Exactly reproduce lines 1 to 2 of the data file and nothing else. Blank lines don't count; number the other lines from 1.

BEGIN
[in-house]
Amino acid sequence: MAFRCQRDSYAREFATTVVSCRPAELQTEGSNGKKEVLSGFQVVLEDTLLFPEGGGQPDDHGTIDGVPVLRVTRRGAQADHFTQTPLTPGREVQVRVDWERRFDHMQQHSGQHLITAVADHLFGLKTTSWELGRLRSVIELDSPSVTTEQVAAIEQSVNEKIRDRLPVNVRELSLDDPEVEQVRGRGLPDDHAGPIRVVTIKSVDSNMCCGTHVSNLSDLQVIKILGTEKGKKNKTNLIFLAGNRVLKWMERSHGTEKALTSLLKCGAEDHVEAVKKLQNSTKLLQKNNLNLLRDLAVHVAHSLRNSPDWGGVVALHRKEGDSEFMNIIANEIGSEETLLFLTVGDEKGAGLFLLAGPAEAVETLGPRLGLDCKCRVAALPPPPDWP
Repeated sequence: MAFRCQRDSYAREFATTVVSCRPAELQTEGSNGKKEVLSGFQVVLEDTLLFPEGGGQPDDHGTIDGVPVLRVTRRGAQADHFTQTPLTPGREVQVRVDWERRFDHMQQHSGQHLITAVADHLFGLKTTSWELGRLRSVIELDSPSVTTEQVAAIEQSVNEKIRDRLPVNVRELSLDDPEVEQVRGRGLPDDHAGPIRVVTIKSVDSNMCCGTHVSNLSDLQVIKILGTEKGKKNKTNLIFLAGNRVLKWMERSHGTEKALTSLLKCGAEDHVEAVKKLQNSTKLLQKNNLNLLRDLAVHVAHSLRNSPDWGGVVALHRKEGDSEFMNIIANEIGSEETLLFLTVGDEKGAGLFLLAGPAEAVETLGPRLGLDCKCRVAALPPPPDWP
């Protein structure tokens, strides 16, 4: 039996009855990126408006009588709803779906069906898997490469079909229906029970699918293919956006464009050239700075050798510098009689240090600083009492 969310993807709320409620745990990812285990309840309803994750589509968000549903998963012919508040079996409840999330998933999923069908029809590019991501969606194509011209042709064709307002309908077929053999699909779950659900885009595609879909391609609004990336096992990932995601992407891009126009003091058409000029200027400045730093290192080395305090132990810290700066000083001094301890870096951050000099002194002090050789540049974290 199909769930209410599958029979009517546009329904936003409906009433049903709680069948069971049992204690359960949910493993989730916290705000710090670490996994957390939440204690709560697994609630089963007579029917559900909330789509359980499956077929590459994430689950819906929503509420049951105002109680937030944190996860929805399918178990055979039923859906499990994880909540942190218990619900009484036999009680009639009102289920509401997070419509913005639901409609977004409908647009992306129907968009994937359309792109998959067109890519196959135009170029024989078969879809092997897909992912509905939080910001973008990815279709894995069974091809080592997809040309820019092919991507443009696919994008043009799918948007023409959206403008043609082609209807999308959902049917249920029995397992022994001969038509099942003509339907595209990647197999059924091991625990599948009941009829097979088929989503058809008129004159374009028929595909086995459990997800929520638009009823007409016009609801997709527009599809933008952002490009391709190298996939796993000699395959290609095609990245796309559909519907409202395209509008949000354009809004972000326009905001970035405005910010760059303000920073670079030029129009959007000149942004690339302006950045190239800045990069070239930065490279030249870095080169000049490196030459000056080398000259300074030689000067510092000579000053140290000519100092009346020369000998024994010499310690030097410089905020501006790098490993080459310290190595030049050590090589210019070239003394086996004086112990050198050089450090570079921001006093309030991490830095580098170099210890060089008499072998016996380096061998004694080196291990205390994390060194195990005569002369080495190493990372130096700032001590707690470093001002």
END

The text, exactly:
[in-house]
Amino acid sequence: MAFRCQRDSYAREFATTVVSCRPAELQTEGSNGKKEVLSGFQVVLEDTLLFPEGGGQPDDHGTIDGVPVLRVTRRGAQADHFTQTPLTPGREVQVRVDWERRFDHMQQHSGQHLITAVADHLFGLKTTSWELGRLRSVIELDSPSVTTEQVAAIEQSVNEKIRDRLPVNVRELSLDDPEVEQVRGRGLPDDHAGPIRVVTIKSVDSNMCCGTHVSNLSDLQVIKILGTEKGKKNKTNLIFLAGNRVLKWMERSHGTEKALTSLLKCGAEDHVEAVKKLQNSTKLLQKNNLNLLRDLAVHVAHSLRNSPDWGGVVALHRKEGDSEFMNIIANEIGSEETLLFLTVGDEKGAGLFLLAGPAEAVETLGPRLGLDCKCRVAALPPPPDWP